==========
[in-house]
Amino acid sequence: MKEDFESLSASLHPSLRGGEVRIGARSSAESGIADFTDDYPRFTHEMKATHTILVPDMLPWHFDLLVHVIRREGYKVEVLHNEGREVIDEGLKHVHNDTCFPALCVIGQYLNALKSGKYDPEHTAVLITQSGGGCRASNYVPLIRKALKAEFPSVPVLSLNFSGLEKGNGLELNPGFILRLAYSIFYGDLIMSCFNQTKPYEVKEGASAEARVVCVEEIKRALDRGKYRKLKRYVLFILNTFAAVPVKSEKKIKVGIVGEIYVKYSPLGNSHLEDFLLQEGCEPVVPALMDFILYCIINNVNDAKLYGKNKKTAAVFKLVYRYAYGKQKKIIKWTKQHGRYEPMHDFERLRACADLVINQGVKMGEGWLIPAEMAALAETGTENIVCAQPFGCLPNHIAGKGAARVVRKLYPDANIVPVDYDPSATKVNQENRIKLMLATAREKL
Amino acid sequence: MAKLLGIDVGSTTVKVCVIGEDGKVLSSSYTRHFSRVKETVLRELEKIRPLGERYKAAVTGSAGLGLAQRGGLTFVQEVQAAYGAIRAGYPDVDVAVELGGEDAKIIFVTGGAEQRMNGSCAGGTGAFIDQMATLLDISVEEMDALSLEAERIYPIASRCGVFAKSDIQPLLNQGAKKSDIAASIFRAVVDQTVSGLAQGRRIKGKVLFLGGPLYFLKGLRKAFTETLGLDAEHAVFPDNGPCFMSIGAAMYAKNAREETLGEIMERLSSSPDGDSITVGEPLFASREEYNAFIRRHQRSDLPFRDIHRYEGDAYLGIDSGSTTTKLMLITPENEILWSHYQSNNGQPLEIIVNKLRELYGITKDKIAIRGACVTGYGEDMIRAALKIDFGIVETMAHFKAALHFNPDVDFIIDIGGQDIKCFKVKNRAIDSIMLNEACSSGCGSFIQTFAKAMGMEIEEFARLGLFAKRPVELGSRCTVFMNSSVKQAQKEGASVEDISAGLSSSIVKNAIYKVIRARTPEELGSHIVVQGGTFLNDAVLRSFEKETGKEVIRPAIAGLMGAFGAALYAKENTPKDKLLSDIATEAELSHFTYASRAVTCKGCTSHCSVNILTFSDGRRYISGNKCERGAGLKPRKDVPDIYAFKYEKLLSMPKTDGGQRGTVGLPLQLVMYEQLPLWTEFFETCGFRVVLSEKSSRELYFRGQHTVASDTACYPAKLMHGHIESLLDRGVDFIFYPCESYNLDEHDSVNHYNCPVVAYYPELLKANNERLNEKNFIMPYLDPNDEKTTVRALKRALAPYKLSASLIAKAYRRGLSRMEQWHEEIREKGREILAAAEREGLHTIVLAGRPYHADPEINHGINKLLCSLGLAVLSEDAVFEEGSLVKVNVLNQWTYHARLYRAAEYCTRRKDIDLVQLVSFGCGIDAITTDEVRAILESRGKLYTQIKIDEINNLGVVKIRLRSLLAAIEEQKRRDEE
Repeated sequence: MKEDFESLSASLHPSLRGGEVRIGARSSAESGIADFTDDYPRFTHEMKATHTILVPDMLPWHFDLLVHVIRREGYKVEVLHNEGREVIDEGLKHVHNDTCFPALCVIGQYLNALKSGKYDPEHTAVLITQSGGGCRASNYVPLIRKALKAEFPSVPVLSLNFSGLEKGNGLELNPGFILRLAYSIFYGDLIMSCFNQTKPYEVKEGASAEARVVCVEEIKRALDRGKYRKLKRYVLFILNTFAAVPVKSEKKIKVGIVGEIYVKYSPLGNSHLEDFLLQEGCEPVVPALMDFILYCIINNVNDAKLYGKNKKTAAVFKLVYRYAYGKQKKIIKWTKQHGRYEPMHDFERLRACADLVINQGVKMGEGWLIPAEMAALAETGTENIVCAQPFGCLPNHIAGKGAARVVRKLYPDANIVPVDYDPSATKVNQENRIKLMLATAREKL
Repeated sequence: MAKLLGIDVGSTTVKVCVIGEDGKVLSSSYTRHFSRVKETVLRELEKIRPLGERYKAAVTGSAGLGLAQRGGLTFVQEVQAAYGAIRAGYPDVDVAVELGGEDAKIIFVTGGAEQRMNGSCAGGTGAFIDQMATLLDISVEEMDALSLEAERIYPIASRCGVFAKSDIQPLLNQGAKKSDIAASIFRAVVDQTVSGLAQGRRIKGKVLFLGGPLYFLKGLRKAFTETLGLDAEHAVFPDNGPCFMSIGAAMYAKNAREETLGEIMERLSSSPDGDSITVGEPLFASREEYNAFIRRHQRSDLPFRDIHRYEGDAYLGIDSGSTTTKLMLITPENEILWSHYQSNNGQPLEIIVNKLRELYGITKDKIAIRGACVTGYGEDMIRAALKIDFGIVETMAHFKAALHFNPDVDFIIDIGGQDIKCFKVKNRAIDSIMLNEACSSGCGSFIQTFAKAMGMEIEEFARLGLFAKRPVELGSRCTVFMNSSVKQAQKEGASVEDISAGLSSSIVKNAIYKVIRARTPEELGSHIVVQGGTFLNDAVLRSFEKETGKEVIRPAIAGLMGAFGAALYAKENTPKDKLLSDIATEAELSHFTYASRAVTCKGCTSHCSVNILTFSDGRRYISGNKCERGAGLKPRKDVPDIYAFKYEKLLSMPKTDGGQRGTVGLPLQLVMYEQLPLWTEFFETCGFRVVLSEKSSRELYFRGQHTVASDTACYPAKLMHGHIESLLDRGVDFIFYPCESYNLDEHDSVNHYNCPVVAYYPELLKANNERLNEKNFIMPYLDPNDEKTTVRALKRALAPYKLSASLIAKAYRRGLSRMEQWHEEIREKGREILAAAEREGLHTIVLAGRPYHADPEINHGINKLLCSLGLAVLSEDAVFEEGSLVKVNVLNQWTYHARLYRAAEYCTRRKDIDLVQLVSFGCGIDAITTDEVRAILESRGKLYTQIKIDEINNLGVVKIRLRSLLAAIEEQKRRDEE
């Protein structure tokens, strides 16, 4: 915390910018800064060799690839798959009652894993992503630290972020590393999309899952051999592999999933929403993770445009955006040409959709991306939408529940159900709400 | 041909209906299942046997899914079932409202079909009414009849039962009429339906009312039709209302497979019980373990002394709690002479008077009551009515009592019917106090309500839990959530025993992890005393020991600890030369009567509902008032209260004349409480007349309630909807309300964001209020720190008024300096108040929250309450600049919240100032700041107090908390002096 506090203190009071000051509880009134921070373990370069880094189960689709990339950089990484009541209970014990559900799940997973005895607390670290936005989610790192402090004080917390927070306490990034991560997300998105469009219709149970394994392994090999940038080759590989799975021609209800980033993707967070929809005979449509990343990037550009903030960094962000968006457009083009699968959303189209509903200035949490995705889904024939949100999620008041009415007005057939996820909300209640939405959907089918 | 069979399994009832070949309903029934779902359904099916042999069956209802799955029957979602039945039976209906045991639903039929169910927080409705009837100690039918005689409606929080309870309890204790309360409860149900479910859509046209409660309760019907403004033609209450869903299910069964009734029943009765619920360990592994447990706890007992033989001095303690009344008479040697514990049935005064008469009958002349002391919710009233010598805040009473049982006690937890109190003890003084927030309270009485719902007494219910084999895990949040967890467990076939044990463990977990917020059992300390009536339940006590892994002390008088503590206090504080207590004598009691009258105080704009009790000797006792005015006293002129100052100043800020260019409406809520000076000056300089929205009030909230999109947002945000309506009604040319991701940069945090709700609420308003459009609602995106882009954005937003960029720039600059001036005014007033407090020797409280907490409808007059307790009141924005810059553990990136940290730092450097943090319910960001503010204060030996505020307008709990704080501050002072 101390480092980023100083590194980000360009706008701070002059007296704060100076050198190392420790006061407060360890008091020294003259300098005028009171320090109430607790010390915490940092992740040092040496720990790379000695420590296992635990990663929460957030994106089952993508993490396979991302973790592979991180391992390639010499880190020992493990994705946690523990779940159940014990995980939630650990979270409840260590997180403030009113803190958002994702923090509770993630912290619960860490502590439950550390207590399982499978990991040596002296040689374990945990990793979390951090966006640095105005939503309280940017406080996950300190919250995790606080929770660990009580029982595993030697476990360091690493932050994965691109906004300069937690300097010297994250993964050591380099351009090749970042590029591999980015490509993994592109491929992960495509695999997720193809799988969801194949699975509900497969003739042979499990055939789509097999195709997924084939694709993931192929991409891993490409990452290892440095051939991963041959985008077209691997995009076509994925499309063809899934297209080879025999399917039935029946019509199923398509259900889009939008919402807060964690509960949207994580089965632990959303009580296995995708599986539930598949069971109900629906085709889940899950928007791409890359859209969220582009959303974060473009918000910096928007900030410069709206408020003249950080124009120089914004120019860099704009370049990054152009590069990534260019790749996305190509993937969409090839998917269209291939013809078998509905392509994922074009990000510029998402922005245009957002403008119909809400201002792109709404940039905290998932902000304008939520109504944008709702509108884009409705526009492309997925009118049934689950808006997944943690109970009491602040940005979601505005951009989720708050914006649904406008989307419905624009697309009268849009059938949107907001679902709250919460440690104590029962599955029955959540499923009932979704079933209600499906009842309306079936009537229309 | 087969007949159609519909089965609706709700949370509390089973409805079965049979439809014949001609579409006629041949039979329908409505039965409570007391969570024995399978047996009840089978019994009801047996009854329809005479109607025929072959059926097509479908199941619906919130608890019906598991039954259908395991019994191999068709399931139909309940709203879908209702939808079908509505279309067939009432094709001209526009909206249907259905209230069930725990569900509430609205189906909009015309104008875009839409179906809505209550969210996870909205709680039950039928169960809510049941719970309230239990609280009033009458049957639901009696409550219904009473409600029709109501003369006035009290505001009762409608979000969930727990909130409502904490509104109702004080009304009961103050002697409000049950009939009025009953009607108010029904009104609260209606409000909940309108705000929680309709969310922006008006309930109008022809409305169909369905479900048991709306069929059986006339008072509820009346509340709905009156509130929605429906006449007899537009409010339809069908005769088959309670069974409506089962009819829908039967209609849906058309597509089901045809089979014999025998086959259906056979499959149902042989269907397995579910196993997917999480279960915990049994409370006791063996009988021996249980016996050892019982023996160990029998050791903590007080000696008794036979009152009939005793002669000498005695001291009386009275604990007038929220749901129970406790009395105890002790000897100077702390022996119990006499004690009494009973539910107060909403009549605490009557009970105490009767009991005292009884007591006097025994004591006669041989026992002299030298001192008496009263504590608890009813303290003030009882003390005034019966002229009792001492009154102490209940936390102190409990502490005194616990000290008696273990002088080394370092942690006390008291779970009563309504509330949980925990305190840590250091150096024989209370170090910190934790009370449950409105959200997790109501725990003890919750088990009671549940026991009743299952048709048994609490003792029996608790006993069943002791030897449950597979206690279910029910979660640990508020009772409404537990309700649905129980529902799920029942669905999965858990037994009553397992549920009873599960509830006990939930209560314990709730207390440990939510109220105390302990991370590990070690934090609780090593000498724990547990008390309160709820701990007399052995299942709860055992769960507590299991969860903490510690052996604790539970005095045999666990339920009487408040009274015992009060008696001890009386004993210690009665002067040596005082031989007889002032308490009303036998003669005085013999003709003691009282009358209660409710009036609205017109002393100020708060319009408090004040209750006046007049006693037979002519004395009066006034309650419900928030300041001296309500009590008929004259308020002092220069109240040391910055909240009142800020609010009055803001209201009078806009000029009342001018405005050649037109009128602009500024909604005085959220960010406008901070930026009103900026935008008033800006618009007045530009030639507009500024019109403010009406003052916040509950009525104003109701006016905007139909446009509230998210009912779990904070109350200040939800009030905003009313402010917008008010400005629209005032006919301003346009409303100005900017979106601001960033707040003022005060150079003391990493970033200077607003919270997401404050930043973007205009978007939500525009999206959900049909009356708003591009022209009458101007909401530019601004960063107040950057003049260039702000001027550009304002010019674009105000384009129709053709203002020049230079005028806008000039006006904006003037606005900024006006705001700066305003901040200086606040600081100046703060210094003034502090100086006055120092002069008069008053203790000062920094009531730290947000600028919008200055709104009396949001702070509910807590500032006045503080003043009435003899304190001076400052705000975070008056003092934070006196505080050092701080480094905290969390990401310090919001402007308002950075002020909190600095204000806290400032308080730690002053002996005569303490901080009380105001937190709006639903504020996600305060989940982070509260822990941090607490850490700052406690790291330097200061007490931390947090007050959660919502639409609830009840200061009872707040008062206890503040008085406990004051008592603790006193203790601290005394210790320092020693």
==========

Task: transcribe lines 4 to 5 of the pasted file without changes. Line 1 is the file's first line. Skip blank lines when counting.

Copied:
Repeated sequence: MKEDFESLSASLHPSLRGGEVRIGARSSAESGIADFTDDYPRFTHEMKATHTILVPDMLPWHFDLLVHVIRREGYKVEVLHNEGREVIDEGLKHVHNDTCFPALCVIGQYLNALKSGKYDPEHTAVLITQSGGGCRASNYVPLIRKALKAEFPSVPVLSLNFSGLEKGNGLELNPGFILRLAYSIFYGDLIMSCFNQTKPYEVKEGASAEARVVCVEEIKRALDRGKYRKLKRYVLFILNTFAAVPVKSEKKIKVGIVGEIYVKYSPLGNSHLEDFLLQEGCEPVVPALMDFILYCIINNVNDAKLYGKNKKTAAVFKLVYRYAYGKQKKIIKWTKQHGRYEPMHDFERLRACADLVINQGVKMGEGWLIPAEMAALAETGTENIVCAQPFGCLPNHIAGKGAARVVRKLYPDANIVPVDYDPSATKVNQENRIKLMLATAREKL
Repeated sequence: MAKLLGIDVGSTTVKVCVIGEDGKVLSSSYTRHFSRVKETVLRELEKIRPLGERYKAAVTGSAGLGLAQRGGLTFVQEVQAAYGAIRAGYPDVDVAVELGGEDAKIIFVTGGAEQRMNGSCAGGTGAFIDQMATLLDISVEEMDALSLEAERIYPIASRCGVFAKSDIQPLLNQGAKKSDIAASIFRAVVDQTVSGLAQGRRIKGKVLFLGGPLYFLKGLRKAFTETLGLDAEHAVFPDNGPCFMSIGAAMYAKNAREETLGEIMERLSSSPDGDSITVGEPLFASREEYNAFIRRHQRSDLPFRDIHRYEGDAYLGIDSGSTTTKLMLITPENEILWSHYQSNNGQPLEIIVNKLRELYGITKDKIAIRGACVTGYGEDMIRAALKIDFGIVETMAHFKAALHFNPDVDFIIDIGGQDIKCFKVKNRAIDSIMLNEACSSGCGSFIQTFAKAMGMEIEEFARLGLFAKRPVELGSRCTVFMNSSVKQAQKEGASVEDISAGLSSSIVKNAIYKVIRARTPEELGSHIVVQGGTFLNDAVLRSFEKETGKEVIRPAIAGLMGAFGAALYAKENTPKDKLLSDIATEAELSHFTYASRAVTCKGCTSHCSVNILTFSDGRRYISGNKCERGAGLKPRKDVPDIYAFKYEKLLSMPKTDGGQRGTVGLPLQLVMYEQLPLWTEFFETCGFRVVLSEKSSRELYFRGQHTVASDTACYPAKLMHGHIESLLDRGVDFIFYPCESYNLDEHDSVNHYNCPVVAYYPELLKANNERLNEKNFIMPYLDPNDEKTTVRALKRALAPYKLSASLIAKAYRRGLSRMEQWHEEIREKGREILAAAEREGLHTIVLAGRPYHADPEINHGINKLLCSLGLAVLSEDAVFEEGSLVKVNVLNQWTYHARLYRAAEYCTRRKDIDLVQLVSFGCGIDAITTDEVRAILESRGKLYTQIKIDEINNLGVVKIRLRSLLAAIEEQKRRDEE